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Auction: 19002 – Orders, Decorations and Medals
Lot: 413

The named pair of miniature dress medals worn by Lieutenant-Colonel A. W. Duncan, Royal Artillery, an observer present during the Spanish-Moroccan War 1859-60, who was wounded during an Ashanti attack on the town of Fommanah, which post he commanded, in February 1874, services that won him a ‘mention’ and the Brevet of Major, before being a Battery Commander during the Zulu War, during which he took charge of the Artillery in the advance of Clarke’s Flying Column

Ashantee 1873-74, 1 clasp, Coomassie (Captn. & Bt. Major A. W. Duncan. R.A. 1873); South Africa 1877-79, 1 clasp, 1879 (Major A. W. Duncan. R.A. 1879), both individually mounted as worn with silver top riband bars, with a velvet covered board upon which they have been mounted for some considerable time, good very fine (2)

Alexander William Duncan, youngest son of Thomas Duncan, Grenada, was commissioned into the Royal Artillery in April 1856 and first witnessed active service as an Observer with Spanish forces engaged in North Africa in 1860. Advanced to Captain in August 1866, he was next actively employed in the Ashantee War 1873-74, when he served as a Transport Officer and found himself participating in the defence of Fommanah, latterly as C.O. Brackenbury’s Narrative of the Ashantee War takes up the story:

‘On the morning of the 2d [February 1874], he [Colonel Colley] pushed on to Fommanah, and on his arrival found the place warmly attacked on all sides. The post was in command of Captain Steward, 1st W.I.R., who had a garrison of 1 officer and 38 non-commissioned officers and men, 1st West India Regiment; and Lieutenant Grant, 6th Regiment, with 102 of the Mumford company of Russell’s Regiment. There were also present two transport officers – Captain North of the 47th Regiment, and Captain Duncan, R.A. – three surgeons, and two control officers; and in the palace, which was situated in the middle of the main street of the long straggling town, and used as a hospital, were 24 European soldiers and sailors, convalescents. The picquets had reported Ashantis in the neighbourhood early in the morning, and had been reinforced; but the village was far too large to be capable of defence by this small garrison; and when, about 8.30 a.m., the place was attacked from all directions by the enemy, they were able to penetrate into it. Captain North, in virtue of his seniority, assumed the command, but while at the head of his men was shot down in the street of the village, and was obliged by severe loss of blood to hand over the command to Captain Duncan, R.A. The enemy, as has been said, penetrated into all the southern side of the village, which they set on fire; meanwhile the sick from the hospital were removed to the stockade at the north end of the village, which was cleared as rapidly as possible, the houses being pulled down by the troops and labourers acting under Colonel Colley’s orders.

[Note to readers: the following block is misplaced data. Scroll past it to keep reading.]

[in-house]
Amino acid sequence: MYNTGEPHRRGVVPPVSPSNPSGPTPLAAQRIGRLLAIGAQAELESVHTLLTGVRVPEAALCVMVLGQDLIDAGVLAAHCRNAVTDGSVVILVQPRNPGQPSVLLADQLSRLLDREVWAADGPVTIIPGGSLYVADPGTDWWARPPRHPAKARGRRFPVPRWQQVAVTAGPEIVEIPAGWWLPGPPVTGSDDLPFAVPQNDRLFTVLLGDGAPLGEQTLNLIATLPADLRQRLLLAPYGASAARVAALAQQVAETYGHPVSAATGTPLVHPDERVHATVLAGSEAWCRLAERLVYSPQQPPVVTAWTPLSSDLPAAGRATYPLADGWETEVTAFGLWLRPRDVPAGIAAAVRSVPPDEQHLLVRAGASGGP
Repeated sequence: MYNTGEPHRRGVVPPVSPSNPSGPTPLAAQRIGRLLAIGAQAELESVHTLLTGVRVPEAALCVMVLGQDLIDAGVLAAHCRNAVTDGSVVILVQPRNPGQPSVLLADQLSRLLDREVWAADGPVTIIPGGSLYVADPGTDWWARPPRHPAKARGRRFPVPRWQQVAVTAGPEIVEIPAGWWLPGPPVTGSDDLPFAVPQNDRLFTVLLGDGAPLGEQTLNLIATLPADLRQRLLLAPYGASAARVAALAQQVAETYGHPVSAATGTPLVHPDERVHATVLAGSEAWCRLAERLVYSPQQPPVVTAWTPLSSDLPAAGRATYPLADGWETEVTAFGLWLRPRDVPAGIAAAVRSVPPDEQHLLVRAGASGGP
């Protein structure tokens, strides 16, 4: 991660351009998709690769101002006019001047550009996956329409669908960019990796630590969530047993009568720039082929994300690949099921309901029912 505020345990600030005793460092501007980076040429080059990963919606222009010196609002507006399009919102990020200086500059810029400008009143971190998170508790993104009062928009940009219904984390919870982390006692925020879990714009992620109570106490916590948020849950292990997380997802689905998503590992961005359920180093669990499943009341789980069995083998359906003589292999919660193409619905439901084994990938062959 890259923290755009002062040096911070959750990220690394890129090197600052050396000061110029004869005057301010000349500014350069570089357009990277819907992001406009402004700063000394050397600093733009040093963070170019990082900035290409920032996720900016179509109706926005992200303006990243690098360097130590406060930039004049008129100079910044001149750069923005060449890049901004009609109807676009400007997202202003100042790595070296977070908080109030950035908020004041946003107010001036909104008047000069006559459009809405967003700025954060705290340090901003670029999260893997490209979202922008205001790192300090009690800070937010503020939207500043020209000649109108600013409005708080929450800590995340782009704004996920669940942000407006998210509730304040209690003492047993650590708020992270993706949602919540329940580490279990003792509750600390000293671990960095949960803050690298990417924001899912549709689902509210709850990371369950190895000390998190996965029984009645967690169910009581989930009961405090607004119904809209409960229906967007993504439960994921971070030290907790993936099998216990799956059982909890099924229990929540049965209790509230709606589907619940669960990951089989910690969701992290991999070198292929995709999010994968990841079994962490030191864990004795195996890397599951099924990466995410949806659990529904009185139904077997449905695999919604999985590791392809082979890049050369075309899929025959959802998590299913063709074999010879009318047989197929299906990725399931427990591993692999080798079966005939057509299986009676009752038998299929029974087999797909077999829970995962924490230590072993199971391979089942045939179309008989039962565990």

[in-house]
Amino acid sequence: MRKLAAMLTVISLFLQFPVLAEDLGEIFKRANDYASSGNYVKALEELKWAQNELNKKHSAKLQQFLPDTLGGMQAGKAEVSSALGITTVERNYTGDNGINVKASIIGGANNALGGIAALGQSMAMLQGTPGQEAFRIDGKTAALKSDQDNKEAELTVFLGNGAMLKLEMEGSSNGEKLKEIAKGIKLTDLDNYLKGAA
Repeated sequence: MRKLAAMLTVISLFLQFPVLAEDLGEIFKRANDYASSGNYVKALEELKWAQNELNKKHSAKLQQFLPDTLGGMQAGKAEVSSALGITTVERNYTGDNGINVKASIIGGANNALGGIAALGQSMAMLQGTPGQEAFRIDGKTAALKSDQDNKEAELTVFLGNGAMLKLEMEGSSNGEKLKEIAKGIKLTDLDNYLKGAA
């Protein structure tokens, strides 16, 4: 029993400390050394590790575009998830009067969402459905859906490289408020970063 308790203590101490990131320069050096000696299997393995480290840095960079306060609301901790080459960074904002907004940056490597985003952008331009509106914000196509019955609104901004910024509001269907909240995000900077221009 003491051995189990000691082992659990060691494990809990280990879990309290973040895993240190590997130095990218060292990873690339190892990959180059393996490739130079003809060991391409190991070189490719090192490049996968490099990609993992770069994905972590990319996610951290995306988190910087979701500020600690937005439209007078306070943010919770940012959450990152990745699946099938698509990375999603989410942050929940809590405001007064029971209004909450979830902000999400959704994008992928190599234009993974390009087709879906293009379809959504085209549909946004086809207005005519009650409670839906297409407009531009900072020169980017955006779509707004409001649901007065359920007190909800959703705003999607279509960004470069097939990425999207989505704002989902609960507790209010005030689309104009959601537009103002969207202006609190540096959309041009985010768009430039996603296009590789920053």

At half-past two Colonel Colley reported as follows: “We have now cleared the greater part of the village, preserving the hospital and store enclosure. Difficult to judge the numbers of the Ashantis; they attack on all sides, and occasional ones creep boldly into the village, but generally keep under cover of the thick bush, which in places comes close to the houses.” The firing ceased about 1 p.m.; but on a party going down for water an hour later, they were hotly fired upon. No further attack was made upon the post. Captain North was severely wounded, dangerously so, and one of the convalescents in the 42d Regiment severely.

Other Europeans were slightly wounded, among them Captain Duncan, R.A., five West Indians, and three privates of Russell’s Regiment. Colonel Colley reported that he would be unable to move any more convoys on from Fommanah for the present.’

Duncan was subsequently mentioned in despatches for his ‘energetic defence of the post’ and given a Brevet Majority.

By the time of his participation in the South Africa operations of 1879, he had attained the substantive rank of Major and command of ‘O’ Battery, 6th Brigade. The Battery arrived at Durban from England in April 1879, the right half proceeding to the Lower Tugela to form the ammunition column of Crealock’s Division. After getting there, Duncan sent a detachment to Fort Chelmsford to form a separate column, thereby allowing convoys that were proceeding backwards and forwards to be supplied with ammunition at that position, while reserve ammunition could be served at the Tugela to advancing troops. On the forward movement being made by the Division to Port Durnford, the Battery became again united, and Duncan went on to command the artillery in the advance of Clarke’s Flying Column on Ulundi. He returned to Natal following the capture of King Cetshwayo. The Lieutenant-Colonel died on 6 February 1896 at Coates Crescent, Edinburgh.

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